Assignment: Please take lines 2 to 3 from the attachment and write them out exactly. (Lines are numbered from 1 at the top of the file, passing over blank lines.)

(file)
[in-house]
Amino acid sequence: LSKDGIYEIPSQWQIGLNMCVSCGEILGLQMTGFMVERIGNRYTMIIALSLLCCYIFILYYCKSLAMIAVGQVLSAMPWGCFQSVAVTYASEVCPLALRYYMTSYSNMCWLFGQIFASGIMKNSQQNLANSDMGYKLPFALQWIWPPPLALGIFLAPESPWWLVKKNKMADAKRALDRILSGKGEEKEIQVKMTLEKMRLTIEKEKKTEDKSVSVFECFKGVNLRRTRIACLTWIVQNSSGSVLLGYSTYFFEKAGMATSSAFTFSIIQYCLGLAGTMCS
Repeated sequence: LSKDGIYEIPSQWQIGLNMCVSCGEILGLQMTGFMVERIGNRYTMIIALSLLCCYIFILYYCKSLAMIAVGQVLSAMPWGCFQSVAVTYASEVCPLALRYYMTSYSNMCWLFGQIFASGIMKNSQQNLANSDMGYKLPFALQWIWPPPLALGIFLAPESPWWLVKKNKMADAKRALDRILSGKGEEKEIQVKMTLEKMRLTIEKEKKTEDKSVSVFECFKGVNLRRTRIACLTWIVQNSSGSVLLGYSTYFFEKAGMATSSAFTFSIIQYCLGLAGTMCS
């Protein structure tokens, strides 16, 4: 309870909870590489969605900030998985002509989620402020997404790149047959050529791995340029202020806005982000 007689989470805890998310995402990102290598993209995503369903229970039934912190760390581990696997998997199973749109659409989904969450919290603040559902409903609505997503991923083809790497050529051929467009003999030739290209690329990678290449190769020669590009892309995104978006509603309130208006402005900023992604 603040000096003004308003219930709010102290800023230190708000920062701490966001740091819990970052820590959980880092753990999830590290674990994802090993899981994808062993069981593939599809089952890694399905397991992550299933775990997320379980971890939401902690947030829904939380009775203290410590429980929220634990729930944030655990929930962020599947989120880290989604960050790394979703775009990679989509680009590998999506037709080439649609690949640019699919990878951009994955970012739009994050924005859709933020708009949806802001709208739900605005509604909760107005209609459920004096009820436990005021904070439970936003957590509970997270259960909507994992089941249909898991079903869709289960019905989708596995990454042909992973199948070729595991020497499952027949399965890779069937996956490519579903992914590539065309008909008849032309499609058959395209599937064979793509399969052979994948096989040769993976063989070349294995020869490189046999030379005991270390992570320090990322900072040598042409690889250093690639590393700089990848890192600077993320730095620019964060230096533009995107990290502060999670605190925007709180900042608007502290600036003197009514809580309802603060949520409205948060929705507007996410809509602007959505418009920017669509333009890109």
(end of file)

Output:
Amino acid sequence: LSKDGIYEIPSQWQIGLNMCVSCGEILGLQMTGFMVERIGNRYTMIIALSLLCCYIFILYYCKSLAMIAVGQVLSAMPWGCFQSVAVTYASEVCPLALRYYMTSYSNMCWLFGQIFASGIMKNSQQNLANSDMGYKLPFALQWIWPPPLALGIFLAPESPWWLVKKNKMADAKRALDRILSGKGEEKEIQVKMTLEKMRLTIEKEKKTEDKSVSVFECFKGVNLRRTRIACLTWIVQNSSGSVLLGYSTYFFEKAGMATSSAFTFSIIQYCLGLAGTMCS
Repeated sequence: LSKDGIYEIPSQWQIGLNMCVSCGEILGLQMTGFMVERIGNRYTMIIALSLLCCYIFILYYCKSLAMIAVGQVLSAMPWGCFQSVAVTYASEVCPLALRYYMTSYSNMCWLFGQIFASGIMKNSQQNLANSDMGYKLPFALQWIWPPPLALGIFLAPESPWWLVKKNKMADAKRALDRILSGKGEEKEIQVKMTLEKMRLTIEKEKKTEDKSVSVFECFKGVNLRRTRIACLTWIVQNSSGSVLLGYSTYFFEKAGMATSSAFTFSIIQYCLGLAGTMCS